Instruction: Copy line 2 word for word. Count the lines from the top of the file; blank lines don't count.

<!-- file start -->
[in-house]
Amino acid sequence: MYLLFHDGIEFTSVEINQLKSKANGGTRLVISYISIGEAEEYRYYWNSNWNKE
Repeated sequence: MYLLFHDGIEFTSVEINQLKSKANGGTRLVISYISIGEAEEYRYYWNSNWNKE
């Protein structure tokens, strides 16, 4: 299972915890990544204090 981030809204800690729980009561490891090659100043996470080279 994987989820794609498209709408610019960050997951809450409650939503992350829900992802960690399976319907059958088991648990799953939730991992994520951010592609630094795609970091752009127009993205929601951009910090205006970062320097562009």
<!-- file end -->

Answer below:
Amino acid sequence: MYLLFHDGIEFTSVEINQLKSKANGGTRLVISYISIGEAEEYRYYWNSNWNKE